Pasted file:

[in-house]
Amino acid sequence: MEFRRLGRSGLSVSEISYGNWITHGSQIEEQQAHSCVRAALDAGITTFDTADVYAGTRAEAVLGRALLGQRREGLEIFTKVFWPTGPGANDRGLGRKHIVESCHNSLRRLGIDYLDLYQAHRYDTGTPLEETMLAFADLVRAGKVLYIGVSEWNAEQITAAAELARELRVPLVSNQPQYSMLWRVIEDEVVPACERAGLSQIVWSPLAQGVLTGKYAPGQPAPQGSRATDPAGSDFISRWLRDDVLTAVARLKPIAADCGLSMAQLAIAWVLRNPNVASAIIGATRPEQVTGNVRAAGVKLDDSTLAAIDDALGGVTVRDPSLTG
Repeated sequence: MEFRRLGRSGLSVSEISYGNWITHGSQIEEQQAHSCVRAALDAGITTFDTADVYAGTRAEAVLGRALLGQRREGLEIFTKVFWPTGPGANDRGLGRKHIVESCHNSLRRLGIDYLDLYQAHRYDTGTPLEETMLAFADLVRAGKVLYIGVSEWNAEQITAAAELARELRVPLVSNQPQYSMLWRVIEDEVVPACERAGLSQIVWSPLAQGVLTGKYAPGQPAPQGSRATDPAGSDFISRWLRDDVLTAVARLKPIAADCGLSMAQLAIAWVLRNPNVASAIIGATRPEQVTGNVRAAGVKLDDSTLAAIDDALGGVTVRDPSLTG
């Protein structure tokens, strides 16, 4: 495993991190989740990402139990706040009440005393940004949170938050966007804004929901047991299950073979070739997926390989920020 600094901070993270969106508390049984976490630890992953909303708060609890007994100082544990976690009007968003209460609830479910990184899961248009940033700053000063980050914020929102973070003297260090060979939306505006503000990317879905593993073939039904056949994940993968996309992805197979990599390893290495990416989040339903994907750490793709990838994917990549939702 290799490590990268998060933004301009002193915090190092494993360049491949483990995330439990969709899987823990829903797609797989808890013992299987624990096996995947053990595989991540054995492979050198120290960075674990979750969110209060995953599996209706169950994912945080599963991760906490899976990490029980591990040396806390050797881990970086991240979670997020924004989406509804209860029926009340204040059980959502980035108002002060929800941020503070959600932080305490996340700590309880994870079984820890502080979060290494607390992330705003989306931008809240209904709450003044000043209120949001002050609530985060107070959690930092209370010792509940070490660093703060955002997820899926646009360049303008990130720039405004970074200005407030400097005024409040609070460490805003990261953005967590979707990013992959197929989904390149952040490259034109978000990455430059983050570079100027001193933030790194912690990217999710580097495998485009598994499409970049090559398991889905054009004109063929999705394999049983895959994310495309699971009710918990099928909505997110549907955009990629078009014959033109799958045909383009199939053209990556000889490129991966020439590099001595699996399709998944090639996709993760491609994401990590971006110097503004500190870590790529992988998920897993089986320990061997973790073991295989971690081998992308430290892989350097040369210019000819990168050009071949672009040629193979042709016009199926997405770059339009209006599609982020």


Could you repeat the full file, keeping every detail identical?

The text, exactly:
[in-house]
Amino acid sequence: MEFRRLGRSGLSVSEISYGNWITHGSQIEEQQAHSCVRAALDAGITTFDTADVYAGTRAEAVLGRALLGQRREGLEIFTKVFWPTGPGANDRGLGRKHIVESCHNSLRRLGIDYLDLYQAHRYDTGTPLEETMLAFADLVRAGKVLYIGVSEWNAEQITAAAELARELRVPLVSNQPQYSMLWRVIEDEVVPACERAGLSQIVWSPLAQGVLTGKYAPGQPAPQGSRATDPAGSDFISRWLRDDVLTAVARLKPIAADCGLSMAQLAIAWVLRNPNVASAIIGATRPEQVTGNVRAAGVKLDDSTLAAIDDALGGVTVRDPSLTG
Repeated sequence: MEFRRLGRSGLSVSEISYGNWITHGSQIEEQQAHSCVRAALDAGITTFDTADVYAGTRAEAVLGRALLGQRREGLEIFTKVFWPTGPGANDRGLGRKHIVESCHNSLRRLGIDYLDLYQAHRYDTGTPLEETMLAFADLVRAGKVLYIGVSEWNAEQITAAAELARELRVPLVSNQPQYSMLWRVIEDEVVPACERAGLSQIVWSPLAQGVLTGKYAPGQPAPQGSRATDPAGSDFISRWLRDDVLTAVARLKPIAADCGLSMAQLAIAWVLRNPNVASAIIGATRPEQVTGNVRAAGVKLDDSTLAAIDDALGGVTVRDPSLTG
């Protein structure tokens, strides 16, 4: 495993991190989740990402139990706040009440005393940004949170938050966007804004929901047991299950073979070739997926390989920020 600094901070993270969106508390049984976490630890992953909303708060609890007994100082544990976690009007968003209460609830479910990184899961248009940033700053000063980050914020929102973070003297260090060979939306505006503000990317879905593993073939039904056949994940993968996309992805197979990599390893290495990416989040339903994907750490793709990838994917990549939702 290799490590990268998060933004301009002193915090190092494993360049491949483990995330439990969709899987823990829903797609797989808890013992299987624990096996995947053990595989991540054995492979050198120290960075674990979750969110209060995953599996209706169950994912945080599963991760906490899976990490029980591990040396806390050797881990970086991240979670997020924004989406509804209860029926009340204040059980959502980035108002002060929800941020503070959600932080305490996340700590309880994870079984820890502080979060290494607390992330705003989306931008809240209904709450003044000043209120949001002050609530985060107070959690930092209370010792509940070490660093703060955002997820899926646009360049303008990130720039405004970074200005407030400097005024409040609070460490805003990261953005967590979707990013992959197929989904390149952040490259034109978000990455430059983050570079100027001193933030790194912690990217999710580097495998485009598994499409970049090559398991889905054009004109063929999705394999049983895959994310495309699971009710918990099928909505997110549907955009990629078009014959033109799958045909383009199939053209990556000889490129991966020439590099001595699996399709998944090639996709993760491609994401990590971006110097503004500190870590790529992988998920897993089986320990061997973790073991295989971690081998992308430290892989350097040369210019000819990168050009071949672009040629193979042709016009199926997405770059339009209006599609982020």